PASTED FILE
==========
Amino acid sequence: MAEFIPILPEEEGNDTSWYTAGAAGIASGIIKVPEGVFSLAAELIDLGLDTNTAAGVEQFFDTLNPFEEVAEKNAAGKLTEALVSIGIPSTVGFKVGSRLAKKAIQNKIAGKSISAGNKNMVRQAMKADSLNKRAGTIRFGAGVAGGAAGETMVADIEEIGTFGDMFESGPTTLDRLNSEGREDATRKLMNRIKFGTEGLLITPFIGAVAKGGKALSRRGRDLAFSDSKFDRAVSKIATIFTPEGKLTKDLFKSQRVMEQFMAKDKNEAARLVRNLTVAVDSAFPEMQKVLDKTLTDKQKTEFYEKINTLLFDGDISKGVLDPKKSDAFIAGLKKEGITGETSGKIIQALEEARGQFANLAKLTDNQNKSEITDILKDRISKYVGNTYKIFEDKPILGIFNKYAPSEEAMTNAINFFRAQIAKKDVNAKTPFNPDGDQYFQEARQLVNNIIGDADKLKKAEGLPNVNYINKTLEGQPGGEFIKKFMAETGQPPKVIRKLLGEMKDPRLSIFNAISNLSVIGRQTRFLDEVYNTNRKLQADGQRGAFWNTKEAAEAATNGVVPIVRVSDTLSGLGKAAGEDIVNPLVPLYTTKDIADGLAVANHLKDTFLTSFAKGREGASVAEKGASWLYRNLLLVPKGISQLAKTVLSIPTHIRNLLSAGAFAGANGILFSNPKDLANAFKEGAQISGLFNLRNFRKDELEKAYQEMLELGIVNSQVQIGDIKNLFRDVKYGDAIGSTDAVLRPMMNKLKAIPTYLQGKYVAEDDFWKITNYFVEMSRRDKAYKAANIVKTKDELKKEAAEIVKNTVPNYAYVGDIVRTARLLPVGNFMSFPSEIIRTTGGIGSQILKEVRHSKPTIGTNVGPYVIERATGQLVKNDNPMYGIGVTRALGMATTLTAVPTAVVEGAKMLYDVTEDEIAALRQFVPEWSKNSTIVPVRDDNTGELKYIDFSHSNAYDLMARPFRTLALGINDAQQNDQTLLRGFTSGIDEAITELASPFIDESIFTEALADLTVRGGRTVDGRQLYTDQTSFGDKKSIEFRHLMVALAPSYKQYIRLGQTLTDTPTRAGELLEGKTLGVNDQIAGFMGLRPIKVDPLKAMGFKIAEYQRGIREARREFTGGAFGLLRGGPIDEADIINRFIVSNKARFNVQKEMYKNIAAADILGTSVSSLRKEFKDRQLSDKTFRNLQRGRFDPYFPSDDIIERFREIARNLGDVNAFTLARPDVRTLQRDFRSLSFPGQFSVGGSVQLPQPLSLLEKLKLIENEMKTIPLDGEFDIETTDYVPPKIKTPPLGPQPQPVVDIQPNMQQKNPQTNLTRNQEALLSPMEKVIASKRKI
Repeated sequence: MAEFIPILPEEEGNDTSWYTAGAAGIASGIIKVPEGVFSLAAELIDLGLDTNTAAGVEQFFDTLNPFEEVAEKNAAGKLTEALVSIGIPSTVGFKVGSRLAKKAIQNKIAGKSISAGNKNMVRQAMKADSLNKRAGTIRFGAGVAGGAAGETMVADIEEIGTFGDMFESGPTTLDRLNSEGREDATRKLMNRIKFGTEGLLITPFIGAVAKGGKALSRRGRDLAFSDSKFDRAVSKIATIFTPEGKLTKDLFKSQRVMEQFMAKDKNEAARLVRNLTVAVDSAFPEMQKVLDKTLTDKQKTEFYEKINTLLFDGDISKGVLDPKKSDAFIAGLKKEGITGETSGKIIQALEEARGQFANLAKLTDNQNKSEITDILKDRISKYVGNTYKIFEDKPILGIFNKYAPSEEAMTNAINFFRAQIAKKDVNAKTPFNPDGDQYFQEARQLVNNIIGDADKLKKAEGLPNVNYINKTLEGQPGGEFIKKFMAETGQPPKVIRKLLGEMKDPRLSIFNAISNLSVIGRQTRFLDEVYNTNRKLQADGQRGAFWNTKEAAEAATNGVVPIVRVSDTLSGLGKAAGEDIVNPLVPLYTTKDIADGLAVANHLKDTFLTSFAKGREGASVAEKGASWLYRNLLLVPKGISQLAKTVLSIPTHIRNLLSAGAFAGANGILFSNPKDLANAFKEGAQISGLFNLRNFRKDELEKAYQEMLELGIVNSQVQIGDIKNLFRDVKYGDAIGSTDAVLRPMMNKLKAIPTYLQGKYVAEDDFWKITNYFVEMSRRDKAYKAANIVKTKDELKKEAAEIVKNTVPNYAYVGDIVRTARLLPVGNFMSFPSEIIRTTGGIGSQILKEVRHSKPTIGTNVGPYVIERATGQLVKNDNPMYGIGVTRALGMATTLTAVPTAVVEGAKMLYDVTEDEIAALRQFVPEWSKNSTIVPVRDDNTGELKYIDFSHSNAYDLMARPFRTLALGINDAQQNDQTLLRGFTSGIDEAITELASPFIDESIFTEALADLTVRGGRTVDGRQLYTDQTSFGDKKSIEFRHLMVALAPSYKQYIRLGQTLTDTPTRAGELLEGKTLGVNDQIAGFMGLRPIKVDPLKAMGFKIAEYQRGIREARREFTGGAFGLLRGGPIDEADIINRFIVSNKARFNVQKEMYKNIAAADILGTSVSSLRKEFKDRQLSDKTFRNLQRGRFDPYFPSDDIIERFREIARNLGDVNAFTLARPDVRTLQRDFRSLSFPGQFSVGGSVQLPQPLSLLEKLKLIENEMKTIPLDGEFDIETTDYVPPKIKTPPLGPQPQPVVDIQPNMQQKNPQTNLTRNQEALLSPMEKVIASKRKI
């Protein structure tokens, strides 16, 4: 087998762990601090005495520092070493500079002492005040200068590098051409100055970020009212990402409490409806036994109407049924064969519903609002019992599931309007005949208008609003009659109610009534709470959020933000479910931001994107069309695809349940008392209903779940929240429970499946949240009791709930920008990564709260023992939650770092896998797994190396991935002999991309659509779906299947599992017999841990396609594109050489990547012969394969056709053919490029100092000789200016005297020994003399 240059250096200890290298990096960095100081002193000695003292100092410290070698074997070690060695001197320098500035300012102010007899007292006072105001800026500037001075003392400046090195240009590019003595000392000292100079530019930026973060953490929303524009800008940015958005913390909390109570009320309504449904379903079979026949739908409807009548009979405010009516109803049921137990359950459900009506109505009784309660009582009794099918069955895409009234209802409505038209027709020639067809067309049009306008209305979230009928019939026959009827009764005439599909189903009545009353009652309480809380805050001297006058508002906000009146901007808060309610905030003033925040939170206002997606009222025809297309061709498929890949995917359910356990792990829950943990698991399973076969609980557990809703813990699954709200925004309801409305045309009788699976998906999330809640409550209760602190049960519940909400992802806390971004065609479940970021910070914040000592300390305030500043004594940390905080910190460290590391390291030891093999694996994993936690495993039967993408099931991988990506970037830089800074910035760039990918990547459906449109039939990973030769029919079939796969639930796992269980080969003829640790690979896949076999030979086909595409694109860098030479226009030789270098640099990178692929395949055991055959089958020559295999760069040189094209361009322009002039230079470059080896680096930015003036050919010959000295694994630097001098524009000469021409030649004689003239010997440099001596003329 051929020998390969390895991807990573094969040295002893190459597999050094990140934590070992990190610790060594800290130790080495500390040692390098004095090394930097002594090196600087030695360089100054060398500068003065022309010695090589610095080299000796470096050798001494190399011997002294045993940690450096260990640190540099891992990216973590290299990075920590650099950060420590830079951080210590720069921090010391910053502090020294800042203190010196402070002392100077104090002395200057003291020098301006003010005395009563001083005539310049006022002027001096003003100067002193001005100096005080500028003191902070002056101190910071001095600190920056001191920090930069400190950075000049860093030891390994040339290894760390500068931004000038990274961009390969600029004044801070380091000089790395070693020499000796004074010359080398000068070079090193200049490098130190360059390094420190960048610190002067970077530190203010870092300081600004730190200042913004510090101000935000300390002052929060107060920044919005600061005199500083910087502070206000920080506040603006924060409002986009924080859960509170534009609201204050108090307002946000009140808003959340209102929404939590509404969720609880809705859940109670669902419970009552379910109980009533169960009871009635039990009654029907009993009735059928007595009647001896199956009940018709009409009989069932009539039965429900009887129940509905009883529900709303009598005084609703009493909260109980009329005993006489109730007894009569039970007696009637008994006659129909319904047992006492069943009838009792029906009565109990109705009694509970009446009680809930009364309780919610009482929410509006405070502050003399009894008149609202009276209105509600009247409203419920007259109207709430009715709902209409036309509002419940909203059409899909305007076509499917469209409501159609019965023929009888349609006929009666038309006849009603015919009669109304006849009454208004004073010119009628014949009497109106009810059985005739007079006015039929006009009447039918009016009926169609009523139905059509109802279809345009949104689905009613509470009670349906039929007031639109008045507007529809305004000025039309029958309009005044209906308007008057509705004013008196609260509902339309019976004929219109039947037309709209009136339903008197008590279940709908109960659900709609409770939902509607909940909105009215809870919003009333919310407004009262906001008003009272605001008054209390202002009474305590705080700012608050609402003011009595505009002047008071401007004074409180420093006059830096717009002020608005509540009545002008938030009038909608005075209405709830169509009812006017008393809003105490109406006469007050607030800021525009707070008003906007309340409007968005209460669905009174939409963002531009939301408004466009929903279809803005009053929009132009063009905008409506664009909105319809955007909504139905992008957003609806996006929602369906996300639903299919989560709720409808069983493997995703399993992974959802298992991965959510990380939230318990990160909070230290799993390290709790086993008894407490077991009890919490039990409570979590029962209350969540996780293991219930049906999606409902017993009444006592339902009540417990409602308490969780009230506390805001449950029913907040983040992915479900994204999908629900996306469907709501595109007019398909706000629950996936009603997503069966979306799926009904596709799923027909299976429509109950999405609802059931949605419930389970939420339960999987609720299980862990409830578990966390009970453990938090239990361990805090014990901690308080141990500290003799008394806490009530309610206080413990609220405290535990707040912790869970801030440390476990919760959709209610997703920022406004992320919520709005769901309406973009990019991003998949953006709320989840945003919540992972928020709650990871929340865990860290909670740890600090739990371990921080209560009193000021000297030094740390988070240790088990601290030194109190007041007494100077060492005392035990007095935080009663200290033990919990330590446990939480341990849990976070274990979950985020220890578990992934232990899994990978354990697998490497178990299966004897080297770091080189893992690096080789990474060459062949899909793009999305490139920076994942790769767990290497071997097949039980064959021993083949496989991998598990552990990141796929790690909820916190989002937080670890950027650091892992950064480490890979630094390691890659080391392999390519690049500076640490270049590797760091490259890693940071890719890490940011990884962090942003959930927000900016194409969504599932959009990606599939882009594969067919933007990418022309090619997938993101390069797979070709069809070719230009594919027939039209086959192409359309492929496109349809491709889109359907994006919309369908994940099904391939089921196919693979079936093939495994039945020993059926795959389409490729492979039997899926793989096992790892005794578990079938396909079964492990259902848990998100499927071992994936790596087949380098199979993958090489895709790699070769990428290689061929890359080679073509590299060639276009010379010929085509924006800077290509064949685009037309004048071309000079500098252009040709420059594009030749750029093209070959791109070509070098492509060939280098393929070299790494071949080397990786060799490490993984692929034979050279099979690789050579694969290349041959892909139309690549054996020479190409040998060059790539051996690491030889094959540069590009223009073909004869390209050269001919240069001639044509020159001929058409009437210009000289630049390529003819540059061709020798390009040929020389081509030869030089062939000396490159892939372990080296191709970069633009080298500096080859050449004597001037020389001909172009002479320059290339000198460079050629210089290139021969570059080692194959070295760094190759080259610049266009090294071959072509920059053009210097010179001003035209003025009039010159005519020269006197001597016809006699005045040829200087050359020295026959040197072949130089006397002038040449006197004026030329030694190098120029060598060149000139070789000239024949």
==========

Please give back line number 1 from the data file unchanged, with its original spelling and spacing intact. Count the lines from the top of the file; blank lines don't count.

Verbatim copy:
Amino acid sequence: MAEFIPILPEEEGNDTSWYTAGAAGIASGIIKVPEGVFSLAAELIDLGLDTNTAAGVEQFFDTLNPFEEVAEKNAAGKLTEALVSIGIPSTVGFKVGSRLAKKAIQNKIAGKSISAGNKNMVRQAMKADSLNKRAGTIRFGAGVAGGAAGETMVADIEEIGTFGDMFESGPTTLDRLNSEGREDATRKLMNRIKFGTEGLLITPFIGAVAKGGKALSRRGRDLAFSDSKFDRAVSKIATIFTPEGKLTKDLFKSQRVMEQFMAKDKNEAARLVRNLTVAVDSAFPEMQKVLDKTLTDKQKTEFYEKINTLLFDGDISKGVLDPKKSDAFIAGLKKEGITGETSGKIIQALEEARGQFANLAKLTDNQNKSEITDILKDRISKYVGNTYKIFEDKPILGIFNKYAPSEEAMTNAINFFRAQIAKKDVNAKTPFNPDGDQYFQEARQLVNNIIGDADKLKKAEGLPNVNYINKTLEGQPGGEFIKKFMAETGQPPKVIRKLLGEMKDPRLSIFNAISNLSVIGRQTRFLDEVYNTNRKLQADGQRGAFWNTKEAAEAATNGVVPIVRVSDTLSGLGKAAGEDIVNPLVPLYTTKDIADGLAVANHLKDTFLTSFAKGREGASVAEKGASWLYRNLLLVPKGISQLAKTVLSIPTHIRNLLSAGAFAGANGILFSNPKDLANAFKEGAQISGLFNLRNFRKDELEKAYQEMLELGIVNSQVQIGDIKNLFRDVKYGDAIGSTDAVLRPMMNKLKAIPTYLQGKYVAEDDFWKITNYFVEMSRRDKAYKAANIVKTKDELKKEAAEIVKNTVPNYAYVGDIVRTARLLPVGNFMSFPSEIIRTTGGIGSQILKEVRHSKPTIGTNVGPYVIERATGQLVKNDNPMYGIGVTRALGMATTLTAVPTAVVEGAKMLYDVTEDEIAALRQFVPEWSKNSTIVPVRDDNTGELKYIDFSHSNAYDLMARPFRTLALGINDAQQNDQTLLRGFTSGIDEAITELASPFIDESIFTEALADLTVRGGRTVDGRQLYTDQTSFGDKKSIEFRHLMVALAPSYKQYIRLGQTLTDTPTRAGELLEGKTLGVNDQIAGFMGLRPIKVDPLKAMGFKIAEYQRGIREARREFTGGAFGLLRGGPIDEADIINRFIVSNKARFNVQKEMYKNIAAADILGTSVSSLRKEFKDRQLSDKTFRNLQRGRFDPYFPSDDIIERFREIARNLGDVNAFTLARPDVRTLQRDFRSLSFPGQFSVGGSVQLPQPLSLLEKLKLIENEMKTIPLDGEFDIETTDYVPPKIKTPPLGPQPQPVVDIQPNMQQKNPQTNLTRNQEALLSPMEKVIASKRKI